to deal with 'real crime'.
domestic violence is invisible. No report, no record, no muss,
no fuss, no trace, no tracks, no domestic violence, no accountability.
Because the officer also knows, these victims are so vulnerable,
they're very unlikely to find an effective way to protest
their mistreatment by a cop. If it hadn't been for Haille's
own sense of justice, and her calling a friend to protest
the officer's response in the officer's presence, Haille's
pleas, like the voices of so many other women and girls, would
have been as lost as a whisper in the wind.
People tend to
see law enforcement abuse of power only in the over-exercise
of that power; such as excessive-use-of force, planting evidence,
or overcharging a case. What so many fail to see is that there's
as much oppression and harm done when police systematically
fail to implement their powers. When police refuse to act,
as they do so often in crimes of violence against women, there
is nowhere else women can turn for protection. It's because
police turning away from domestic violence is so widespread,
and the resulting harm so great, that California enacted the
specific law mandating that police write reports on all domestic
violence related incidents.
It didn't surprise
us to find police disregard as a prelude to Haille's homicide.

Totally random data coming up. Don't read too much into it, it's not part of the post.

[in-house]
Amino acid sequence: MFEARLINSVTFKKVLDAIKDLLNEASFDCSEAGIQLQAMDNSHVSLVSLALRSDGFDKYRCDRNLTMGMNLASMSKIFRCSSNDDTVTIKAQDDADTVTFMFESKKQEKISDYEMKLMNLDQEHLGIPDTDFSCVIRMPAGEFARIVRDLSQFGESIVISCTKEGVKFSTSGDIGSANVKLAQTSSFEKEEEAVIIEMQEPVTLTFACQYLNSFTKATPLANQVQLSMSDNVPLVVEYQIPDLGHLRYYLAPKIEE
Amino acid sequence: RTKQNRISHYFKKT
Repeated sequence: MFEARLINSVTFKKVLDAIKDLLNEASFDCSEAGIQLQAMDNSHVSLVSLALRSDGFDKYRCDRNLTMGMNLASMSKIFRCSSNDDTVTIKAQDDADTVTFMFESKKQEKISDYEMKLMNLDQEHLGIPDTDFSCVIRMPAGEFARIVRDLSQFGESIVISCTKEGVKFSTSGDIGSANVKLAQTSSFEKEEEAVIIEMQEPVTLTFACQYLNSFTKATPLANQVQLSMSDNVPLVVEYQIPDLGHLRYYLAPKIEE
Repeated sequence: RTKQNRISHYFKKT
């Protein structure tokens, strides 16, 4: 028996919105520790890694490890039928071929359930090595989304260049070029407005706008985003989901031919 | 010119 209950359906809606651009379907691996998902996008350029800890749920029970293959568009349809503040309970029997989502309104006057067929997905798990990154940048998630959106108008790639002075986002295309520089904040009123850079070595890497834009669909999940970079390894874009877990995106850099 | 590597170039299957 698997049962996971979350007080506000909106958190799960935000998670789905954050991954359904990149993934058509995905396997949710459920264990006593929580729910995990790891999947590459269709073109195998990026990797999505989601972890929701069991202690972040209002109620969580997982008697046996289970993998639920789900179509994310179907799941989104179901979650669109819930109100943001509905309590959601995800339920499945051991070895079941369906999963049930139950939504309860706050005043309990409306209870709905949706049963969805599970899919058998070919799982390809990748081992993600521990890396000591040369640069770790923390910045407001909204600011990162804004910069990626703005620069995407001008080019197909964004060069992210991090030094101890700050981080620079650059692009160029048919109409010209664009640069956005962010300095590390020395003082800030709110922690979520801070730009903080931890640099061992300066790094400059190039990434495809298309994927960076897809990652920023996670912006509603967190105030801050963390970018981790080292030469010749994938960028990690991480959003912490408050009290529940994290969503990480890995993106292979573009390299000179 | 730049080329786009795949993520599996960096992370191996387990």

We've found it in the path leading up to domestic violence
homicides of every women's case we've probed. And we see it
daily in our work with victims of violence against women,
without much improvement for years.
What was a surprise
was seeing the extent to which critical public safety programs,
in just the last couple years, have been gutted from within,
contributing not only to Haille's death, but compromising
the safety of the entire community, as the following will
on probation means that you have already been convicted
of a crime, but instead of going to jail you've been
deemed eligible for a chance to be out and about.- pending
good conduct, pending obeying all laws, pending a host
of other conditions the judge may place on your behavior.
Being on probation also means you can be arrested at
any time for the most minimal infraction and placed
in jail on a no bail hold - because you've already been
convicted and you've blown your chance.
Reynolds has been perpetually on court probation for
one crime or another for the last five years. (Court
probation is probation monitored by the courts instead
of by a probation officer.) For the last five months
right up to the day of Haille's murder, Atticus was
on two court probations for two separate crimes, one
for criminal conspiracy in Sonoma County and one for
auto theft in Mendocino county. At any time, Atticus
could have been arrested for mere misconduct, booked
on a violation of probation, and held in jail on a no
bail hold. Though this option was available to police
over the last five years, police never used even this
most obvious tack to ensnare Atticus.
Story Part 2